Why Christians Sin: a Failure of Fear, a Failure of Love

It is an all-too familiar story. A pastor was forced to resign from the church when his affair with a staff member came to light. Another church was devastated. Another set of believers, both young and old, was left to wonder what had happened to the man they had loved and followed—a man who had led many of them to the Lord, baptized their children, conducted their weddings, visited them in hospital and prayed with them for their needs. There was no question of his guilt; the actions were admitted and indefensible. But many longed for an explanation. Why did it happen? How did it happen?

The temptations to sin that we face are as numerous and varied as devilish ingenuity and human depravity can conspire to concoct. And after the fact, the explanations, rationalizations and excuses are as varied and numerous as those sins. But if we take the Scripture seriously when it promises that along with each temptation comes “a way to escape” (1 Cor. 10:13), each sin indicates a failure on our part. I believe that, in the final analysis, all sins spring from twin failures—a failure of fear and a failure of love.

“By mercy and truth iniquity is purged, and by the fear of the Lord men depart from evil” (Prov. 16:6).

In a steamy Vietnamese jungle more than forty years ago, a young lieutenant led his patrol into an ambush. Within seconds, withering enemy fire had killed or injured half the platoon. The cry for a medic went up from the survivors. But unknown to the wounded soldiers, the medic who came to treat them was a drug addict who had removed the morphine from the syringe for his own selfish pleasure. The wounded received an injection of something that looked like the real thing, but did nothing to relieve their pain.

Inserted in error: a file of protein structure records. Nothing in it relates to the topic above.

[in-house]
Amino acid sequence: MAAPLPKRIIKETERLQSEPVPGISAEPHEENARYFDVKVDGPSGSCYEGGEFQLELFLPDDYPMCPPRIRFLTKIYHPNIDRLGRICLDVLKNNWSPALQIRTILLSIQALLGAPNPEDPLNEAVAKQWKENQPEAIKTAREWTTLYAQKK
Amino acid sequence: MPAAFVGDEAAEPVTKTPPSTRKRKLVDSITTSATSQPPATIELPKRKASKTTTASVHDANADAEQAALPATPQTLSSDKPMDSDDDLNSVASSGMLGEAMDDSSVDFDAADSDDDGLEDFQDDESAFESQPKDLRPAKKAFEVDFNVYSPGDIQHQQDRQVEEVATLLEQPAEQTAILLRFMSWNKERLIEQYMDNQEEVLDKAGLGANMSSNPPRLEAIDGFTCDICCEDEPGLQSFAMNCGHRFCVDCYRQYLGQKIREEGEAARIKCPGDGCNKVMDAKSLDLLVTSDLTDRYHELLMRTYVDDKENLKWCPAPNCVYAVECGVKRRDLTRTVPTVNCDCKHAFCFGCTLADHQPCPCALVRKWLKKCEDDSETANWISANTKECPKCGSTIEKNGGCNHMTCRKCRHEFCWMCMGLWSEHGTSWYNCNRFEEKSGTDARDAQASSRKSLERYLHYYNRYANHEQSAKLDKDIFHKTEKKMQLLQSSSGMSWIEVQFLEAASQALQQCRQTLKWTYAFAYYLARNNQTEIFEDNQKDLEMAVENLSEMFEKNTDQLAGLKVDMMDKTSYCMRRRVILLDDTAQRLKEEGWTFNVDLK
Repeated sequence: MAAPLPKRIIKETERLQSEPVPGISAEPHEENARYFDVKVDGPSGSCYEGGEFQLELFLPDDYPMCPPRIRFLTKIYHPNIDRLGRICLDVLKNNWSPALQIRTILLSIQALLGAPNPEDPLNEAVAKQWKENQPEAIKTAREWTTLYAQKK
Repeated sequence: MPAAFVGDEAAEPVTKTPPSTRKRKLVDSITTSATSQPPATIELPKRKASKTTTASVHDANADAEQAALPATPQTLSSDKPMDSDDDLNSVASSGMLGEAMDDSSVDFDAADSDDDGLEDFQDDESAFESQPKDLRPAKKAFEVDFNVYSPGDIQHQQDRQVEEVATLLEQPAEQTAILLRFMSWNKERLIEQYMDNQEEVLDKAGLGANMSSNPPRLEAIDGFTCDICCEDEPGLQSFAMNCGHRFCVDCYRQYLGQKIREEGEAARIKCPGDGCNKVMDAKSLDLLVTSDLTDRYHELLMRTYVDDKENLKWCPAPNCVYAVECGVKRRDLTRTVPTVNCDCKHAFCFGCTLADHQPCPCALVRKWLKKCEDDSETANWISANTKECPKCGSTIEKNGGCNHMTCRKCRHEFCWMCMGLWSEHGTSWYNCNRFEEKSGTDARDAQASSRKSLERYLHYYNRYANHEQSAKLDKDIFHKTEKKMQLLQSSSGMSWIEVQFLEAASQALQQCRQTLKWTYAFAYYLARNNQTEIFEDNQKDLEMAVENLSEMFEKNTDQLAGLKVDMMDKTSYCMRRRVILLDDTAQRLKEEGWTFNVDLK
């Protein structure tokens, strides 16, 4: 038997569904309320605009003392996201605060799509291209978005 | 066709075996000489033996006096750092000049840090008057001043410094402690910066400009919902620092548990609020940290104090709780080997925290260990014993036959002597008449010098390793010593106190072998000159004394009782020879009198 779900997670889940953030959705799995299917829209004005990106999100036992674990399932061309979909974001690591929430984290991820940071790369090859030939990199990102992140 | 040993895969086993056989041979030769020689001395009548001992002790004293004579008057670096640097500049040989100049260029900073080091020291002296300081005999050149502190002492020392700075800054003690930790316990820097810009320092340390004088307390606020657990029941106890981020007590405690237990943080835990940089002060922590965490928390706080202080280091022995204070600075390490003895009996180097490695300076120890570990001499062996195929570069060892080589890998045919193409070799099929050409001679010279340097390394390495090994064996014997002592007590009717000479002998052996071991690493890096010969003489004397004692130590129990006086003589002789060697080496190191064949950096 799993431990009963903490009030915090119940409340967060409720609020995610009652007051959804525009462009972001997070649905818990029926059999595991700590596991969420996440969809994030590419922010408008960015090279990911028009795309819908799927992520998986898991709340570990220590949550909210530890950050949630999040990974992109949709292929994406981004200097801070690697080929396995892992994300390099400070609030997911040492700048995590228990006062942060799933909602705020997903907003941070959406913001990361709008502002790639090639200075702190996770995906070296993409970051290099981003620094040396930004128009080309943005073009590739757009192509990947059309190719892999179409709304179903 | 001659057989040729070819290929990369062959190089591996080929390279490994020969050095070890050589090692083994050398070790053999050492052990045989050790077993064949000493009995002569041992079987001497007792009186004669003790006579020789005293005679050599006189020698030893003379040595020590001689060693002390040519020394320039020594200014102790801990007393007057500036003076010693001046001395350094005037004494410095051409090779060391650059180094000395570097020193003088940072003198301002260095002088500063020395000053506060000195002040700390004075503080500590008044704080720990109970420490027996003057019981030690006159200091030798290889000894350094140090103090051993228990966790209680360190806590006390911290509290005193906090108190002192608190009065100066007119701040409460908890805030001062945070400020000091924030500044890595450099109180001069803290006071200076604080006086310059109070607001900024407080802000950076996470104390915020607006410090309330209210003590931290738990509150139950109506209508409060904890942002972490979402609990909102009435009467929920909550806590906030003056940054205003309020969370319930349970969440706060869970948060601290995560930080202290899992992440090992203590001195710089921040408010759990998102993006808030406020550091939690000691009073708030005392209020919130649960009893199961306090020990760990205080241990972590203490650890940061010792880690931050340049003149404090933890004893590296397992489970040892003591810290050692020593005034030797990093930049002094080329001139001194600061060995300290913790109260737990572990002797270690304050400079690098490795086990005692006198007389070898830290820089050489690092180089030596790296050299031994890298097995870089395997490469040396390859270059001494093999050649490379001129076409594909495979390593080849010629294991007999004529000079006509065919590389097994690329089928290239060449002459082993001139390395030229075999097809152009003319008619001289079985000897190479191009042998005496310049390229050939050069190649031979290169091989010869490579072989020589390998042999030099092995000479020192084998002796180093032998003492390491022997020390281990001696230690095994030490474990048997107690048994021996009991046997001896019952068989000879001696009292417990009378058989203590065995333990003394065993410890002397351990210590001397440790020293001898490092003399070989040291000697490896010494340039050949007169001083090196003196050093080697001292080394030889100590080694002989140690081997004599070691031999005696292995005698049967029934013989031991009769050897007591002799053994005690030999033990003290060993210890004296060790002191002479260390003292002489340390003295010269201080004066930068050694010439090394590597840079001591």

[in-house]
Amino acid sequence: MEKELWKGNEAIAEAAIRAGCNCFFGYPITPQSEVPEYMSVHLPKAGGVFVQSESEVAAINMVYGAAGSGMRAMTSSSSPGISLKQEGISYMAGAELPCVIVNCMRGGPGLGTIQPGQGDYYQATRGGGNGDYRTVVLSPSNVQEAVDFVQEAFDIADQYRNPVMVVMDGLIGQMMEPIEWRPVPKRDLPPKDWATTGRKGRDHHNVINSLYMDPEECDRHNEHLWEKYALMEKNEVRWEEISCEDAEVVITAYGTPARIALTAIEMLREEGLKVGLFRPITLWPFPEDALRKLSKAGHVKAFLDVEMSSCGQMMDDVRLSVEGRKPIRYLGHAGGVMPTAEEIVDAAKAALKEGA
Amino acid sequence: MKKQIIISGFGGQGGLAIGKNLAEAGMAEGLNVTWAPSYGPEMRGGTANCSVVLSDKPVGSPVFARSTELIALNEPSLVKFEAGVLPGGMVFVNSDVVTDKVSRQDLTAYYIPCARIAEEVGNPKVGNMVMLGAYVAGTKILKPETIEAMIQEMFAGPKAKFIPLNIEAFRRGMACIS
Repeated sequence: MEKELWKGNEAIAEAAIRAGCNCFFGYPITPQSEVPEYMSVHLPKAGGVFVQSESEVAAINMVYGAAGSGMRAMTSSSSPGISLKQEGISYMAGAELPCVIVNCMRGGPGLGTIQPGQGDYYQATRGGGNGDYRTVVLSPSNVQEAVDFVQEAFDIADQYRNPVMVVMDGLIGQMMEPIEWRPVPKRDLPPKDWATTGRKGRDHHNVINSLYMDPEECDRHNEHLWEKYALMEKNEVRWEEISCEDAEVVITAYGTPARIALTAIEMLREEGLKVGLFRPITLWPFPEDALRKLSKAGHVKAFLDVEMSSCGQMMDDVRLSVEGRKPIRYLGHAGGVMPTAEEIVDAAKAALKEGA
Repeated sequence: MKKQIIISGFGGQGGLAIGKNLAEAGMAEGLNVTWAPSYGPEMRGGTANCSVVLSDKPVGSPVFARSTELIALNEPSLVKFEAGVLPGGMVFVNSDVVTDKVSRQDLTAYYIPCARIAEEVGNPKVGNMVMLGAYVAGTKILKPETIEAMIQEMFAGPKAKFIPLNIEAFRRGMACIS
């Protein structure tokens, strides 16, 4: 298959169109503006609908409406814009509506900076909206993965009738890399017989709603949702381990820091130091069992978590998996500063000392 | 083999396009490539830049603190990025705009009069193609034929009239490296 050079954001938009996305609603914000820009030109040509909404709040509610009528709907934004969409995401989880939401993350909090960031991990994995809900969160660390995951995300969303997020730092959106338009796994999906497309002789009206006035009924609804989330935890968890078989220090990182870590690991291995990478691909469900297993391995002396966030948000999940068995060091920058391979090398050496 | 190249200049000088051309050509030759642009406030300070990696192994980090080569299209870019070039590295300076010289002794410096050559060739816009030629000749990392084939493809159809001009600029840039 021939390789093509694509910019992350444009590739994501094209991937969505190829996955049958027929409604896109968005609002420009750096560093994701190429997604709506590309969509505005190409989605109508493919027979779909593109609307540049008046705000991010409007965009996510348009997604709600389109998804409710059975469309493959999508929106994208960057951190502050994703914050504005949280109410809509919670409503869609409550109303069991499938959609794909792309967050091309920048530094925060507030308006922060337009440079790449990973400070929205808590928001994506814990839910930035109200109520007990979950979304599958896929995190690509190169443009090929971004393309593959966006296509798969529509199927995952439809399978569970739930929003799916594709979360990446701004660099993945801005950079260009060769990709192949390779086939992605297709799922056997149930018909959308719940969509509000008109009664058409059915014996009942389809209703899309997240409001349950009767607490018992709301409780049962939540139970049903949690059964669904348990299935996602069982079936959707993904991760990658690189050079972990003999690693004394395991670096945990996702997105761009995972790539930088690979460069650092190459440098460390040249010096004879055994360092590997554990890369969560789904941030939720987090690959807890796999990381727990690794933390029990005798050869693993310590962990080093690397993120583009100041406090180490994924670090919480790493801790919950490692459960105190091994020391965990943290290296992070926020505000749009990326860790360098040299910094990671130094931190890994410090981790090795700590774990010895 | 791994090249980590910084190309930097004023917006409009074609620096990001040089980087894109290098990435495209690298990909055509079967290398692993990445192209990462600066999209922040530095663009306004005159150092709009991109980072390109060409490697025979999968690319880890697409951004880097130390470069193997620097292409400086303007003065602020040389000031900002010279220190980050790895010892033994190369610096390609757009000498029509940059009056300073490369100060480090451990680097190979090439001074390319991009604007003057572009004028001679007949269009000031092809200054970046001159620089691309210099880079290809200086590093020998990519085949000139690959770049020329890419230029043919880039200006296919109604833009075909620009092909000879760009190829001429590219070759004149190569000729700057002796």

In the same way, the modern church has replaced the biblical concept of the fear of the Lord with a watered down “reverence” that may look the same from the outside, but does not produce the same effect that truly fearing God does. The many references in Scripture to the fear of the Lord, taken in their clear context, are talking about far more than just reverence; they are talking about what Paul called “the terror of the Lord” (2 Cor. 5:11).

If we truly appreciated how much our high and holy God hates sin, we would flee from temptation in fear. God hates sin because it is antithetical to His nature. It is so revolting to Him that He can’t even stand to look at it (Hab. 1:13). God hates sin because it destroyed His perfect creation and placed it in bondage (Rom. 8:19-23). Most of all, God hates sin because of the price it required to be paid in order to purchase our redemption—a price that was paid gladly and willingly by Jesus Christ, but a high price nonetheless (1 Pet. 1:18-21).